We studied the effects of biological mediation on the dissolution of basaltic glass in seawater. Experiments with typical seawater microbial populations were contrasted with a sterile control, and reactions were monitored chemically and isotopically. Biologically mediated experiments produce twice the mass of authigenic phases than abiotic experiments and the phases are different. Abiotic alteration of glass dissolves basaltic Si and Ca and scavenges seawater Mg, while biotic alteration removes Ca from seawater. Such opposing behavior of Ca and Mg in biotic and abiotic alteration of basaltic glass may have important implications for the carbon cycle and the exchange processes between ocean crust and seawater. 87Sr/86Sr data of glass and alteration products suggest that biological mediation enhances both the diffusion of seawater Sr into glass by a factor of 3–4, and the dissolution of basaltic Sr into seawater by a factor of 20–40. The dependence of chemical exchange processes between seawater and glass on biological activity implies that chemical fluxes from water–rock interaction at low temperatures may change as life on Earth evolves.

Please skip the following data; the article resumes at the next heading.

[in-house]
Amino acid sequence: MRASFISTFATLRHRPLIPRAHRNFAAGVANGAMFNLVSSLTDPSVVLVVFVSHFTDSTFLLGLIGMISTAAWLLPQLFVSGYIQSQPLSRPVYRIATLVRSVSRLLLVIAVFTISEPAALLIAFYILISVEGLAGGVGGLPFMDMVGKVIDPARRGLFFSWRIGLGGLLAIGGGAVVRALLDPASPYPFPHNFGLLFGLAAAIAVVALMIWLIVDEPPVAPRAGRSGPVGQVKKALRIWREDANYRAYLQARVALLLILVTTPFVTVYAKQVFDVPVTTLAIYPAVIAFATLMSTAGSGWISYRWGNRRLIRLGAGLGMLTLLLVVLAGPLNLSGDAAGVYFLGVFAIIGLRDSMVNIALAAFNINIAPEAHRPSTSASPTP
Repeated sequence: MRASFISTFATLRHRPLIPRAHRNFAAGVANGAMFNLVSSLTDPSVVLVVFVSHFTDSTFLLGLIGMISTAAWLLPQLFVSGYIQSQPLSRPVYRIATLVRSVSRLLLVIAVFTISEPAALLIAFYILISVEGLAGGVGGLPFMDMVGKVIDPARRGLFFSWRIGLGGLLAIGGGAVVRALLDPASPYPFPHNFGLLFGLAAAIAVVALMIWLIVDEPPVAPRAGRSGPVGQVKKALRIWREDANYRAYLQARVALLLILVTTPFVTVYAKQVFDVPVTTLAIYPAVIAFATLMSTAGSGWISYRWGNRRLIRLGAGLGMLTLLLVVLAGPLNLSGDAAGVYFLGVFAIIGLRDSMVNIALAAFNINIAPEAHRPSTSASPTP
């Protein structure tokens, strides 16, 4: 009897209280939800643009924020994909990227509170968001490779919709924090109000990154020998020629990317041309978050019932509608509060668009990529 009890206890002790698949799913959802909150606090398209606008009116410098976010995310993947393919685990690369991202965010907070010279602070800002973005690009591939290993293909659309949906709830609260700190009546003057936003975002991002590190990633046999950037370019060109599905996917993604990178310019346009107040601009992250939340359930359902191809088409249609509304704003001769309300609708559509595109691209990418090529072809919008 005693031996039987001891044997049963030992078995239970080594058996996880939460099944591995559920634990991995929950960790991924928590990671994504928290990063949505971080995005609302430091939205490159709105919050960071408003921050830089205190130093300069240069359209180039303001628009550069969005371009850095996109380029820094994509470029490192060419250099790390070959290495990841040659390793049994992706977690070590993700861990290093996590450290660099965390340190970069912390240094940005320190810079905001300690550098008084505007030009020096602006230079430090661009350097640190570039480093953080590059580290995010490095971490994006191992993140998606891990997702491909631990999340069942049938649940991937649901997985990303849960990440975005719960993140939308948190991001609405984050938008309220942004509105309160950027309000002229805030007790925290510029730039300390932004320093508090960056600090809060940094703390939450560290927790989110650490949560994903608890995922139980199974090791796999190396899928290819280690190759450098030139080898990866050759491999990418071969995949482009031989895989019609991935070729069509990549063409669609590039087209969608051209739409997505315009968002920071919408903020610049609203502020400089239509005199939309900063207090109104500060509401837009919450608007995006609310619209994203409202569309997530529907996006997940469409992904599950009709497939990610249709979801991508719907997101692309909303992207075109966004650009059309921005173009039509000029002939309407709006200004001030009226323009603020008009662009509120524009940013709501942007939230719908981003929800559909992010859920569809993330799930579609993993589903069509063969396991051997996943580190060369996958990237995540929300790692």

- water–rock interaction
- volcanic glass